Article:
Health Tips in India



As an expatriate in India, your employer might provide you with a health insurance plan. The cost of medical treatment is usually borne by the patient himself and could work out to 75-80% of the total cost incurred.

Here are a few insights in to what to expect when moving to the country. 

Healthcare in India 

Healthcare in India is administered through public and private hospitals. Most private hospitals in major cities are equipped with the latest equipments and are manned by English speaking staff that is well trained and professional. Healthcare in India costs very little compared to its cost in Western countries. However, private health insurance is an advantage.  


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Hospitals & Clinics 

Public Hospitals in India exist in both rural and urban areas. The facilities available at these hospitals are far from satisfactory. These hospitals mainly serve the poorer sections of society in villages and cities. 

Private hospitals offer good quality treatment and the standard of service available is anything from acceptable to excellent. There are many good private clinics and hospitals in all major cities. You must carry personal items like clothes and toiletries when you check in to a hospital and have a friend or family member check on you to see if you need anything else from time to time.  

Medicines & Pharmacies

Pharmacies (chemists) in India sell medicines with or without prescription. Though some attempts to check easy availability of medication without prescriptions have been made, there has been little success in the matter. Always purchase your medication at licensed pharmacies to avoid being the victim of sale of spurious drugs. These pharmacies employ trained staff who are particular about giving you the right medication. Most pharmacies in major cities are open between 9am and 10pm. There is at least one 24 hour pharmacy in every major city in addition to those attached to hospitals. It is very difficult to procure even basic medical supplies in rural India. 


Doctors in India, particularly those in urban areas, are well trained and speak fluent English. The best way of finding a doctor is asking your friends and colleagues. They will usually refer you to a general practitioner who may refer you to a specialist if you need one. They will also direct you to a testing facility and a chemist. General practitioners have their own clinics and are usually attached to one or two hospitals. Dentists are also well trained and offer basic to cosmetic treatment and perform surgeries. The cost of dental treatment is nothing compared to that in Western countries.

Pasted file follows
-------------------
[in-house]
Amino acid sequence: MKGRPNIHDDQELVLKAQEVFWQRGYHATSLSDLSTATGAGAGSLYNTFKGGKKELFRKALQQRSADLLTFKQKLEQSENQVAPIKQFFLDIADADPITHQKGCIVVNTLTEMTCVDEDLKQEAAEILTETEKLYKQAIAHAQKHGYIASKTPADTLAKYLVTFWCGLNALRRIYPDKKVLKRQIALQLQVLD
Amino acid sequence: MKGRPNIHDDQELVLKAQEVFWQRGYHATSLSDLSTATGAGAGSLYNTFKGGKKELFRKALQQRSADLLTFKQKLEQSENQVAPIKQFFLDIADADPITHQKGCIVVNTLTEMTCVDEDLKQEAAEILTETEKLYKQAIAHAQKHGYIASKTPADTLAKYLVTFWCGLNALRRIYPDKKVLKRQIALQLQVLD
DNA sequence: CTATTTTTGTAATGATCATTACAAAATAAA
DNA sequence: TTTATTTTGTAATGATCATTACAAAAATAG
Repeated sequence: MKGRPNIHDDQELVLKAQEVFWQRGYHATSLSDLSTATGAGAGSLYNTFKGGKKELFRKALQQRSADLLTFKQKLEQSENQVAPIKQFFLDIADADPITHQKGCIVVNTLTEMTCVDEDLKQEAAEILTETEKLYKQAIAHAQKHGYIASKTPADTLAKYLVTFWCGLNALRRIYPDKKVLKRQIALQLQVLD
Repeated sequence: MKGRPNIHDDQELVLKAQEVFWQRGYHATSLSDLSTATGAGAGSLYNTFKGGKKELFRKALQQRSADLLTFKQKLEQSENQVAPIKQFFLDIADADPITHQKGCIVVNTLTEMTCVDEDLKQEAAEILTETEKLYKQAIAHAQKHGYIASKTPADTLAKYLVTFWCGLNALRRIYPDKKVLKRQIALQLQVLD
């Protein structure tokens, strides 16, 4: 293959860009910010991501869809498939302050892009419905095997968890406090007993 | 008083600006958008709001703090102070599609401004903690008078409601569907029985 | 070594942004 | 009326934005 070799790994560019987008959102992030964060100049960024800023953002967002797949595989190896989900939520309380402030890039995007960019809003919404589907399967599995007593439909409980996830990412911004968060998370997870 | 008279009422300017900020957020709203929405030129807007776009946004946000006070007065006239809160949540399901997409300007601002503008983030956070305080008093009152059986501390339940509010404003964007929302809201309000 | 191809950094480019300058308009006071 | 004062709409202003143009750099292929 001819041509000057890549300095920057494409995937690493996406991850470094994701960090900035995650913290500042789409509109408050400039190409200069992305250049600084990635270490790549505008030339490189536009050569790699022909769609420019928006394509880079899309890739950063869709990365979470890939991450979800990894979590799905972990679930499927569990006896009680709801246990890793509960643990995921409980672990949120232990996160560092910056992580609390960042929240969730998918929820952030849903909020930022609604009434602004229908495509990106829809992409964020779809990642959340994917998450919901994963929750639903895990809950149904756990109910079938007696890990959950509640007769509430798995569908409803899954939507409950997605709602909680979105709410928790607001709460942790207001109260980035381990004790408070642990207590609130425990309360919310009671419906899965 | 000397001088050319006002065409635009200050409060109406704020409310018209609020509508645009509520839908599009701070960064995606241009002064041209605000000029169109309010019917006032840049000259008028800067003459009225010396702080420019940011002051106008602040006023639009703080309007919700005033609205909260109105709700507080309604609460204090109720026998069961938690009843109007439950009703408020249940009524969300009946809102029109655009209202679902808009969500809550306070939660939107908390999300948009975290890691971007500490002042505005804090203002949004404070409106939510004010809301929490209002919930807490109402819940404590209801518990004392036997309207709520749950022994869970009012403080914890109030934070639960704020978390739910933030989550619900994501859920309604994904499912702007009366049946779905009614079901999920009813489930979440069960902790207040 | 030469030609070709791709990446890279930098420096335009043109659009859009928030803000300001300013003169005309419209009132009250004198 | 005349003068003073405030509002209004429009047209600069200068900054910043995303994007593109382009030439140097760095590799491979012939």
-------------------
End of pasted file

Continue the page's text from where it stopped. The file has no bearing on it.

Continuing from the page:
"Ayurveda" is a popular alternative route to wellness and there are many practitioners of this science within the country. Insurers however do not cover the cost of such alternative treatment. 

Emergency Services 

The emergency services in India are not as prompt and efficient as those in Western countries. In case of an emergency the best way to reach a hospital or medical facility is your own transportation. Always keep a list of emergency numbers you can call and a map of the shortest route to a hospital or medical facility with you. Calling a taxi is the next best thing to do. Speak slowly and clearly so that the taxi driver and hospital staff can understand the problem.   

Emergency Contact Numbers

Following are the emergency numbers but remember operators may not speak and/or understand English. 

Police: 100

Fire: 101

Ambulance: 102  

Health Risks

Food and water may bring diseases. Dengue, Malaria and now the H1N1 flu are major health risks in the country. Always drink boiled or bottled water and eat homemade food that is freshly and hygienically prepared. The use of mosquito repellent coils and nets will reduce exposure to diseases like malaria, dengue and chikun gunya. Take basic precautions like washing your hands and covering your nose and mouth in crowded places to protect yourself from H1N1. Pollution levels in most Indian cities are high and could aggravate health conditions like asthma.